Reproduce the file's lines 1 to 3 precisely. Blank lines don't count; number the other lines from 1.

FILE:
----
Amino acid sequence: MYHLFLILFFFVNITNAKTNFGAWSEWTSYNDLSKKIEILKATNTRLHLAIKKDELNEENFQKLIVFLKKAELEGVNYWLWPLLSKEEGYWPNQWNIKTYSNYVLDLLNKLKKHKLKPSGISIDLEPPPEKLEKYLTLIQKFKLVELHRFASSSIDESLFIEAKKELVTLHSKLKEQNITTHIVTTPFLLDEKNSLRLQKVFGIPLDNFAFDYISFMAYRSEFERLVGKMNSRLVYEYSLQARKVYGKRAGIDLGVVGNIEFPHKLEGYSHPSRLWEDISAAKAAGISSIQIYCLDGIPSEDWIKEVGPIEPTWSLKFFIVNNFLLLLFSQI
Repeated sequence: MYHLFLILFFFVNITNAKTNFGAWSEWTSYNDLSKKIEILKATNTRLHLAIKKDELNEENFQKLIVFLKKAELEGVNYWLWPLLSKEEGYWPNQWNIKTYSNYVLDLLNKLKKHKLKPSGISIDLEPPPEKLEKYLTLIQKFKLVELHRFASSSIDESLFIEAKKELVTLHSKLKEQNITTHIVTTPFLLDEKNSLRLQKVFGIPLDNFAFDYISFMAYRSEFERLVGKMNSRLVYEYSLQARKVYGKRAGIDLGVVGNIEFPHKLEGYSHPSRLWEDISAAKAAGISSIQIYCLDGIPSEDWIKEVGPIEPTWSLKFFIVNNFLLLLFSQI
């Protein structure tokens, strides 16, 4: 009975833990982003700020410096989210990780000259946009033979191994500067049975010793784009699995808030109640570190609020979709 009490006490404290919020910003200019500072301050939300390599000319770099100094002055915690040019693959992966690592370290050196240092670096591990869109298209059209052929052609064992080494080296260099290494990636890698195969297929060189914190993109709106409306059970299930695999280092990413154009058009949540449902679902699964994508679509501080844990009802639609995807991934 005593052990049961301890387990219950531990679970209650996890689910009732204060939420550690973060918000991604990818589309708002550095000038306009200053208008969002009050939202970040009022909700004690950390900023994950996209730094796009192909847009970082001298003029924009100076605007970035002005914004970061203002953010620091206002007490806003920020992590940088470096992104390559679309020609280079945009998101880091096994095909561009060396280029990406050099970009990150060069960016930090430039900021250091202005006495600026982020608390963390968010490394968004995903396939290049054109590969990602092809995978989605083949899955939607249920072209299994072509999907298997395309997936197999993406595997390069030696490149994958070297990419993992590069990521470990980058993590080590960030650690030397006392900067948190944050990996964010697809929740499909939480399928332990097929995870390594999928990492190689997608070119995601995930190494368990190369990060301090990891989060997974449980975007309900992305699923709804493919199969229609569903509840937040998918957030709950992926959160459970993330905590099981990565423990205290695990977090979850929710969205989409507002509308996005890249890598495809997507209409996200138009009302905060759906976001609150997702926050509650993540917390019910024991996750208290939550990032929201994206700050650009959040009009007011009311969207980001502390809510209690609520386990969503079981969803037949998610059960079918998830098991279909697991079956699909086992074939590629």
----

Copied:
Amino acid sequence: MYHLFLILFFFVNITNAKTNFGAWSEWTSYNDLSKKIEILKATNTRLHLAIKKDELNEENFQKLIVFLKKAELEGVNYWLWPLLSKEEGYWPNQWNIKTYSNYVLDLLNKLKKHKLKPSGISIDLEPPPEKLEKYLTLIQKFKLVELHRFASSSIDESLFIEAKKELVTLHSKLKEQNITTHIVTTPFLLDEKNSLRLQKVFGIPLDNFAFDYISFMAYRSEFERLVGKMNSRLVYEYSLQARKVYGKRAGIDLGVVGNIEFPHKLEGYSHPSRLWEDISAAKAAGISSIQIYCLDGIPSEDWIKEVGPIEPTWSLKFFIVNNFLLLLFSQI
Repeated sequence: MYHLFLILFFFVNITNAKTNFGAWSEWTSYNDLSKKIEILKATNTRLHLAIKKDELNEENFQKLIVFLKKAELEGVNYWLWPLLSKEEGYWPNQWNIKTYSNYVLDLLNKLKKHKLKPSGISIDLEPPPEKLEKYLTLIQKFKLVELHRFASSSIDESLFIEAKKELVTLHSKLKEQNITTHIVTTPFLLDEKNSLRLQKVFGIPLDNFAFDYISFMAYRSEFERLVGKMNSRLVYEYSLQARKVYGKRAGIDLGVVGNIEFPHKLEGYSHPSRLWEDISAAKAAGISSIQIYCLDGIPSEDWIKEVGPIEPTWSLKFFIVNNFLLLLFSQI
């Protein structure tokens, strides 16, 4: 009975833990982003700020410096989210990780000259946009033979191994500067049975010793784009699995808030109640570190609020979709 009490006490404290919020910003200019500072301050939300390599000319770099100094002055915690040019693959992966690592370290050196240092670096591990869109298209059209052929052609064992080494080296260099290494990636890698195969297929060189914190993109709106409306059970299930695999280092990413154009058009949540449902679902699964994508679509501080844990009802639609995807991934 005593052990049961301890387990219950531990679970209650996890689910009732204060939420550690973060918000991604990818589309708002550095000038306009200053208008969002009050939202970040009022909700004690950390900023994950996209730094796009192909847009970082001298003029924009100076605007970035002005914004970061203002953010620091206002007490806003920020992590940088470096992104390559679309020609280079945009998101880091096994095909561009060396280029990406050099970009990150060069960016930090430039900021250091202005006495600026982020608390963390968010490394968004995903396939290049054109590969990602092809995978989605083949899955939607249920072209299994072509999907298997395309997936197999993406595997390069030696490149994958070297990419993992590069990521470990980058993590080590960030650690030397006392900067948190944050990996964010697809929740499909939480399928332990097929995870390594999928990492190689997608070119995601995930190494368990190369990060301090990891989060997974449980975007309900992305699923709804493919199969229609569903509840937040998918957030709950992926959160459970993330905590099981990565423990205290695990977090979850929710969205989409507002509308996005890249890598495809997507209409996200138009009302905060759906976001609150997702926050509650993540917390019910024991996750208290939550990032929201994206700050650009959040009009007011009311969207980001502390809510209690609520386990969503079981969803037949998610059960079918998830098991279909697991079956699909086992074939590629």